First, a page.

Eugene O'Neill

The First Man


SCENE-Living-room of CURTIS JAYSON'S house in Bridgetown, Conn. A large, comfortable room. On the left, an arm-chair, a big open fireplace, a writing desk with chair in far left corner. On this side there is also a door leading into CURTIS' study. In the rear, center, a double doorway opening on the hall and the entryway. Bookcases are built into the wall on both sides of this doorway. In the far right corner, a grand piano. Three large windows looking out on the lawn, and another arm-chair, front, are on this right side of the room. Opposite the fireplace is a couch, facing front. Opposite the windows on the right is a long table with magazines, reading lamp, etc. Four chairs are grouped about the table. The walls and ceiling are in a French gray color. A great rug covers most of the hardwood floor.

It is around four o'clock of a fine afternoon in early fall.

As the curtain rises, MARTHA, CURTIS and BIGELOW are discovered. MARTHA is a healthy, fine-looking woman of thirty-eight. She does not appear this age for her strenuous life in the open has kept her young and fresh. She possesses the frank, clear, direct quality of outdoors, outspoken and generous. Her wavy hair is a dark brown, her eyes blue-gray. CURTIS JAYSON is a tall, rangy, broad-shouldered man of thirty-seven. While spare, his figure has an appearance of rugged health, of great nervous strength held in reserve. His square-jawed, large-featured face retains an eager boyish enthusiasm in spite of its prevailing expression of thoughtful, preoccupied aloofness. His crisp dark hair is graying at the temples. EDWARD BIGELOW is a large, handsome man of thirty- nine. His face shows culture and tolerance, a sense of humor, a lazy unambitious contentment. CURTIS is reading an article in some scientific periodical, seated by the table. MARTHA and BIGELOW are sitting nearby, laughing and chatting.

BIGELOW-[Is talking with a comically worried but earnest air.] Do you know, I'm getting so I'm actually afraid to leave them alone with that governess. She's too romantic. I'll wager she's got a whole book full of ghost stories, superstitions, and yellow- journal horrors up her sleeve.

MARTHA-Oh, pooh! Don't go milling around for trouble. When I was a kid I used to get fun out of my horrors.

BIGELOW-But I imagine you were more courageous than most of us.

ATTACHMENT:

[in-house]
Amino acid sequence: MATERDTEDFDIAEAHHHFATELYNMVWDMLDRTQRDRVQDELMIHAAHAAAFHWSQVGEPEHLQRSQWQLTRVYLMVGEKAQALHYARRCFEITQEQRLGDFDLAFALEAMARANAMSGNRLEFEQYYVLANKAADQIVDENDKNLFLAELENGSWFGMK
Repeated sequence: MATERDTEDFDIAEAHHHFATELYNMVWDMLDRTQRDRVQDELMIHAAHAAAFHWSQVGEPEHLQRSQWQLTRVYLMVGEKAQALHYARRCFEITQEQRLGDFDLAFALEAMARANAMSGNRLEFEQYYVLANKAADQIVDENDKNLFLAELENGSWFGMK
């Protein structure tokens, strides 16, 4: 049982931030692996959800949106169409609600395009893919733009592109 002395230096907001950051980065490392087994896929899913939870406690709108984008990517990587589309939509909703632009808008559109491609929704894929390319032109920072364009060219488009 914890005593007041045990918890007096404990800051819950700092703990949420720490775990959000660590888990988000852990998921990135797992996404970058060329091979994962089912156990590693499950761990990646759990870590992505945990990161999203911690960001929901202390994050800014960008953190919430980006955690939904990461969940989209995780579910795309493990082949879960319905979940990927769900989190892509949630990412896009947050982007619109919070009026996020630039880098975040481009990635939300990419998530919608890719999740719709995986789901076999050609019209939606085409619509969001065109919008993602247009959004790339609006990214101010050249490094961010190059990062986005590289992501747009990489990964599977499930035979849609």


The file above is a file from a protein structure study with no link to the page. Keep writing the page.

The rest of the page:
BIGELOW-Well, Nevada-the Far West at that time-I should think a child would have grown so accustomed to violent scenes-

MARTHA-[Smiling.]Oh, in the mining camps; but you don't suppose my father lugged me along on his prospecting trips, do you? Why, I never saw any rough scenes until I'd finished with school and went to live with father in Goldfield.

BIGELOW-[Smiling.]And then you met Curt.

MARTHA-Yes-but I didn't mean he was a rough scene. He was very mild even in those days. Do tell me what he was like at Cornell.

BIGELOW-A romanticist-and he still is!

MARTHA-[Pointing at CURTIS with gay mischief.]What! That sedate man! Never!

CURTIS-[Looking up and smiling at them both affectionately- lazily.] Don't mind him, Martha. He always was crazy.

BIGELOW-[To CURT-accusingly.]Why did you elect to take up mining engineering at Cornell instead of a classical degree at the Yale of your fathers and brothers? Because you had been reading Bret Harte in prep. school and mistaken him for a modern realist. You devoted four years to grooming yourself for another outcast of Poker Flat.[MARTHA laughs.]

CURTIS-[Grinning.]It was you who were hypnotized by Harte-so much so that his West of the past is still your blinded New England-movie idea of the West at present. But go on. What next?

BIGELOW-Next? You get a job as engineer in that Goldfield mine- but you are soon disillusioned by a laborious life where six- shooters are as rare as nuggets. You try prospecting. You find nothing but different varieties of pebbles. But it is necessary to your nature to project romance into these stones, so you go in strong for geology. As a geologist, you become a slave to the Romance of the Rocks. It is but a step from that to anthropology- the last romance of all. There you find yourself-because there is no further to go. You win fame as the most proficient of young skull-hunters-and wander over the face of the globe, digging up bones like an old dog.

CURTIS-[With a laugh.]The man is mad, Martha.

BIGELOW-Mad! What an accusation to come from one who is even now considering setting forth on a five-year excavating contest in search of the remains of our gibbering ancestor, the First Man!

CURTIS-[With sudden seriousness.]I'm not considering it any longer. I've decided to go.

MARTHA-[Starting-the hurt showing in her voice.]When did you decide?

CURTIS-I only really came to a decision this morning.[With a seriousness that forces BIGELOW'S interested attention.] It's a case of got to go. It's a tremendous opportunity that it would be a crime for me to neglect.

BIGELOW-And a big honor, too, isn't it, to be picked as a member of such a large affair?

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